Who hasn’t dreamed of getting away from it all? Escaping life’s numbing pressures and letting the imagination pursue neglected daydreams, while gazing into the hazy, sunny distance.
Since first reading Walden (1) many, many years ago, I have been fascinated with the idea of the rural retreat as a challenge to current values. The importance of space to let ideas grow, unhindered, the opportunity that wilderness affords to stand back, create distance from immediate compulsion, to nurture valuable but frail notions (2) is something that I have sought to express with this little building.
The primitive hut, a building archetype sometimes referred to as “Adam’s House in Paradise”, has a long history of inspiration for architects. Even before Le Corbusier sought refuge in his little Cabanon overlooking the beach at Roquebrune-Cap-Martin (3), it had the power to embody new and exciting ideas. This idea is as powerful today as it has ever been. Observe the Tiny House movement (4) in the United States as well as the recent spate of books about cabins and rural retreats.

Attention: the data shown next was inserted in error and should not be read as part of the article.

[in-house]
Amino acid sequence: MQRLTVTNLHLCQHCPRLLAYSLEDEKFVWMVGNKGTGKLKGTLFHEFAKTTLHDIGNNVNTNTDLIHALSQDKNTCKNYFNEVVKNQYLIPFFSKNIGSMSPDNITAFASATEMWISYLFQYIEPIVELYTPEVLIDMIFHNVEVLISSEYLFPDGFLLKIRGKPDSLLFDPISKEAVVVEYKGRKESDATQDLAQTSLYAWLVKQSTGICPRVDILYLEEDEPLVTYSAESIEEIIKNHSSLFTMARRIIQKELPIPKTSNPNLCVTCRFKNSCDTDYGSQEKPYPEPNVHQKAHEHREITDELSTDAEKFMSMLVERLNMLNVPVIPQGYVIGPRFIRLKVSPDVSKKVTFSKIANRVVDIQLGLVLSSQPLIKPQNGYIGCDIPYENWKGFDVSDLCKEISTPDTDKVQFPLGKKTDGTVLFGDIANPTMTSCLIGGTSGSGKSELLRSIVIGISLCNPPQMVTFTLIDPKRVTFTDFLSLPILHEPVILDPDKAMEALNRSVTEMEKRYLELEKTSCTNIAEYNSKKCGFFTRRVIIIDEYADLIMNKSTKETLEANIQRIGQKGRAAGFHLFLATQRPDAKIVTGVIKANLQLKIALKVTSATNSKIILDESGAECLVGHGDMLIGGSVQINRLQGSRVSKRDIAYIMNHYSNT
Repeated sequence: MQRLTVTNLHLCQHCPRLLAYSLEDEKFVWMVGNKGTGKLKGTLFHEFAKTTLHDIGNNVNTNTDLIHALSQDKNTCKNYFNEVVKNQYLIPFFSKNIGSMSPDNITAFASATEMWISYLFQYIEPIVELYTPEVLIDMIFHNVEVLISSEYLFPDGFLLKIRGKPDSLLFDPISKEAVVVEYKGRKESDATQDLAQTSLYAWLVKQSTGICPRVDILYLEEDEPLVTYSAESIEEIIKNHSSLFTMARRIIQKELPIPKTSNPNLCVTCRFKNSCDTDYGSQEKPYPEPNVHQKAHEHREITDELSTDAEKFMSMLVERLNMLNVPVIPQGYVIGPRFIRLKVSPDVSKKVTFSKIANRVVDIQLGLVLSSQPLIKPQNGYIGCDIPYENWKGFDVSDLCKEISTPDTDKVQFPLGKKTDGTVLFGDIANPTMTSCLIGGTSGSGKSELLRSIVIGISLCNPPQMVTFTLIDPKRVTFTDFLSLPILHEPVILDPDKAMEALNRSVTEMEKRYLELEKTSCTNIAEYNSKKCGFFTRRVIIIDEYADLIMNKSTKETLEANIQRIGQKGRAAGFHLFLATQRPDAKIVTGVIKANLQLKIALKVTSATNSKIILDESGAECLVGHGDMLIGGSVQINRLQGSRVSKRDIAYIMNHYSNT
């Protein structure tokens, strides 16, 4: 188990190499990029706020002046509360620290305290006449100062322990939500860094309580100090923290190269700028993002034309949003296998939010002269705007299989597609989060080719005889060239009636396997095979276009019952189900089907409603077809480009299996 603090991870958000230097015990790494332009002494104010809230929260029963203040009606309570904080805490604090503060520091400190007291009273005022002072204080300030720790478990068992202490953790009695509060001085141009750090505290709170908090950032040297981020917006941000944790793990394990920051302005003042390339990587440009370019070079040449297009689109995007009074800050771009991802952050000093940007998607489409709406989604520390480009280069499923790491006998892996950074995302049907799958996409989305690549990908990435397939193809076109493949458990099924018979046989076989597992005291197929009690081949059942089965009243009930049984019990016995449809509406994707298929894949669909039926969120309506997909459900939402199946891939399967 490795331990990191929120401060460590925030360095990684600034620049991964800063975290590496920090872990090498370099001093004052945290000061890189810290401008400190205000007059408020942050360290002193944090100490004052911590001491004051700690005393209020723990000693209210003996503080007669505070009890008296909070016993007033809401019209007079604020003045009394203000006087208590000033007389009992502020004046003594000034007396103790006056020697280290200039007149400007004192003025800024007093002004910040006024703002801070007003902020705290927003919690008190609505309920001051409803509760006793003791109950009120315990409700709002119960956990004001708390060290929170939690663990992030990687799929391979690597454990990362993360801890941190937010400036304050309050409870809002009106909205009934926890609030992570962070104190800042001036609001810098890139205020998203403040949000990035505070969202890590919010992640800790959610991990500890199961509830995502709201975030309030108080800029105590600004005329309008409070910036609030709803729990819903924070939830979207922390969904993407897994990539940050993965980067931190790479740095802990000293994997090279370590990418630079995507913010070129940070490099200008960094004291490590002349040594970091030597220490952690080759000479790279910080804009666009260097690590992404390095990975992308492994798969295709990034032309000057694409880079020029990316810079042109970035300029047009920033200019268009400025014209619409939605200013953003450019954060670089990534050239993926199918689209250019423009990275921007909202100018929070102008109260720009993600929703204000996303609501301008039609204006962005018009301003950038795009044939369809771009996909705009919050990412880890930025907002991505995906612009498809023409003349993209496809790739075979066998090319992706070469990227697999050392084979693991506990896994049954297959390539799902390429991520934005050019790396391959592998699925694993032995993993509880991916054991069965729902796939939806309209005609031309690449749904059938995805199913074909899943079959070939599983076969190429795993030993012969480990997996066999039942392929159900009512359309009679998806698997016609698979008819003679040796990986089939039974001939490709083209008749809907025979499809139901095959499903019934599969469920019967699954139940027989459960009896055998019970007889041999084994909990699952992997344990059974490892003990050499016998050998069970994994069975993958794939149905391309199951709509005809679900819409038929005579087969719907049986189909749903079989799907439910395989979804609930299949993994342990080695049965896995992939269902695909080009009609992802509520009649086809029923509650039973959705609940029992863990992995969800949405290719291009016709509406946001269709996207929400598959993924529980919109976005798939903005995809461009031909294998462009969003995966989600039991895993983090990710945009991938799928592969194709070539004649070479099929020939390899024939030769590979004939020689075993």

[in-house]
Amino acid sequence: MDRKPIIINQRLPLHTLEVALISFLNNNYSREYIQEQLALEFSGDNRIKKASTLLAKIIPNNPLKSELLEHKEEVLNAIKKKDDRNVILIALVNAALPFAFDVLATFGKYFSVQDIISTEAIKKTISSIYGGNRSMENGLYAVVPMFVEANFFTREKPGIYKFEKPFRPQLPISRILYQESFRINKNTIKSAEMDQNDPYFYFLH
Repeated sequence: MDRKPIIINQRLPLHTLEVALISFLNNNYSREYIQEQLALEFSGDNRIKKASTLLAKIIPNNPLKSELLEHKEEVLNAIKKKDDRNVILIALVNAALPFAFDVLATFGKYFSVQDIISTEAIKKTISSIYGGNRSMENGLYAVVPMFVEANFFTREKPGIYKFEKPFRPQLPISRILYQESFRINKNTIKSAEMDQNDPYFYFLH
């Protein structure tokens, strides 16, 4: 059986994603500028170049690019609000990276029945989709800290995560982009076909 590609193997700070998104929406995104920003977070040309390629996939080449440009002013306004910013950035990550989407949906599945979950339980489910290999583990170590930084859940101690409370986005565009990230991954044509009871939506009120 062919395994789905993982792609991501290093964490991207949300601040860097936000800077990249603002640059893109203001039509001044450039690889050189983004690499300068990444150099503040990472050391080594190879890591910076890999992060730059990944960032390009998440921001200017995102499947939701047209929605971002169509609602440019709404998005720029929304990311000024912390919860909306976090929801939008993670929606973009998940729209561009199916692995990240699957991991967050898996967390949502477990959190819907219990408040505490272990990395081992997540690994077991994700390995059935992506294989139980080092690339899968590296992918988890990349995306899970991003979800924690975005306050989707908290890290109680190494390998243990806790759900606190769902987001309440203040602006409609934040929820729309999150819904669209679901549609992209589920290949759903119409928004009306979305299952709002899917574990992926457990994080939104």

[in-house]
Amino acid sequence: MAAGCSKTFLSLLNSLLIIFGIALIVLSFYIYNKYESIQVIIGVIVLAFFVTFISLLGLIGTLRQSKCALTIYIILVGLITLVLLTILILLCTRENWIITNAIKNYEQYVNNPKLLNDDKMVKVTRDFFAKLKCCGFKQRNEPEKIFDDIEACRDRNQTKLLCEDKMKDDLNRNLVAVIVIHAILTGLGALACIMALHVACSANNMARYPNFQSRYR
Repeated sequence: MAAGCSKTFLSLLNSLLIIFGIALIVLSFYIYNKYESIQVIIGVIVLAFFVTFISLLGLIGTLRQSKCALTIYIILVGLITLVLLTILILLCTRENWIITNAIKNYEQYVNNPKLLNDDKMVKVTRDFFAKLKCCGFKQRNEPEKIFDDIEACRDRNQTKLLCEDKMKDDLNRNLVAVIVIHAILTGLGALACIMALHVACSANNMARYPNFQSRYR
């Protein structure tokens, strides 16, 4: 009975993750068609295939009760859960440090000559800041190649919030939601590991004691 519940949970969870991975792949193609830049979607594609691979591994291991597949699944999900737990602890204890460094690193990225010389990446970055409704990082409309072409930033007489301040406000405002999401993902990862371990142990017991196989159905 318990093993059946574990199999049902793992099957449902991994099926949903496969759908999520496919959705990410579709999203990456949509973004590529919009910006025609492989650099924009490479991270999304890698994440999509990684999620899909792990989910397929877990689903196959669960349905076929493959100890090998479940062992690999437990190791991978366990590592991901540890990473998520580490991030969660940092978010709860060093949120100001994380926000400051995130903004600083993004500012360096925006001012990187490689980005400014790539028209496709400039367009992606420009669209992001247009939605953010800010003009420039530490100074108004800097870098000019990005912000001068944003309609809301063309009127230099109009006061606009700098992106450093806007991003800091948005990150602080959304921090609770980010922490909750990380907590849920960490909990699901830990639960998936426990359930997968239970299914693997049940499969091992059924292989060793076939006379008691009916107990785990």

The design challenge in this building type is one of condensation. How can you fit the essentials of modern life within a limited space, wedding convenience with delight? Boat interiors (5) are particularly inspiring. Another source of inspiration is Japanese architecture, in its aspiration for clean and uncluttered interiors in tiny spaces.
There I also find inspiration for ways to use building materials, being truthful to their nature, bringing out their natural beauty. Here I am particularly interested in the use of timber (6), currently the most renewable of building materials. This hut is build on a base of stacked local stone, with the hut itself being clad in charred wooden boarding. This rough exterior contrasts deliberately with the smoother and brighter interior to enhance the sense of being inside, cacooning the occupier when shelter is needed.